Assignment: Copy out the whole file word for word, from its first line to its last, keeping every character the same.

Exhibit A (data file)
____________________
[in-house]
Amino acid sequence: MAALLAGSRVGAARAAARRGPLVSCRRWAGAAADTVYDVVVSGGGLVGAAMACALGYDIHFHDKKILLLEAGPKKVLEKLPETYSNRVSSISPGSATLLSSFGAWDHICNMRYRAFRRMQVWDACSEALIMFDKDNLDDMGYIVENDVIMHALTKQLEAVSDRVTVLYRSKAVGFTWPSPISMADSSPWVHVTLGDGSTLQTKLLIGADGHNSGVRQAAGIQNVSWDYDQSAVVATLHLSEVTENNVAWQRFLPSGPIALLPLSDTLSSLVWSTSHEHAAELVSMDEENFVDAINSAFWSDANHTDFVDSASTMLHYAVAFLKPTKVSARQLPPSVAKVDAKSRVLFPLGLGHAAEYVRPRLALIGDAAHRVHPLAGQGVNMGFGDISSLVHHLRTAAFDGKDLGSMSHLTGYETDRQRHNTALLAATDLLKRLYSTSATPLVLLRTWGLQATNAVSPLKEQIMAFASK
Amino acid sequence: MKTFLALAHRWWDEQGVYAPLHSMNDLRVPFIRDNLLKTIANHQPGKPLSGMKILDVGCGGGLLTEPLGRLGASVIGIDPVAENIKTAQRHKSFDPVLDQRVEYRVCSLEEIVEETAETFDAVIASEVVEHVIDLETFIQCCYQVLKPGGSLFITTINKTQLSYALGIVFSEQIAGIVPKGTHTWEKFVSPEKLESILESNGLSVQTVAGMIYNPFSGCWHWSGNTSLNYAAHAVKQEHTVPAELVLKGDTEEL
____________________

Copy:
[in-house]
Amino acid sequence: MAALLAGSRVGAARAAARRGPLVSCRRWAGAAADTVYDVVVSGGGLVGAAMACALGYDIHFHDKKILLLEAGPKKVLEKLPETYSNRVSSISPGSATLLSSFGAWDHICNMRYRAFRRMQVWDACSEALIMFDKDNLDDMGYIVENDVIMHALTKQLEAVSDRVTVLYRSKAVGFTWPSPISMADSSPWVHVTLGDGSTLQTKLLIGADGHNSGVRQAAGIQNVSWDYDQSAVVATLHLSEVTENNVAWQRFLPSGPIALLPLSDTLSSLVWSTSHEHAAELVSMDEENFVDAINSAFWSDANHTDFVDSASTMLHYAVAFLKPTKVSARQLPPSVAKVDAKSRVLFPLGLGHAAEYVRPRLALIGDAAHRVHPLAGQGVNMGFGDISSLVHHLRTAAFDGKDLGSMSHLTGYETDRQRHNTALLAATDLLKRLYSTSATPLVLLRTWGLQATNAVSPLKEQIMAFASK
Amino acid sequence: MKTFLALAHRWWDEQGVYAPLHSMNDLRVPFIRDNLLKTIANHQPGKPLSGMKILDVGCGGGLLTEPLGRLGASVIGIDPVAENIKTAQRHKSFDPVLDQRVEYRVCSLEEIVEETAETFDAVIASEVVEHVIDLETFIQCCYQVLKPGGSLFITTINKTQLSYALGIVFSEQIAGIVPKGTHTWEKFVSPEKLESILESNGLSVQTVAGMIYNPFSGCWHWSGNTSLNYAAHAVKQEHTVPAELVLKGDTEEL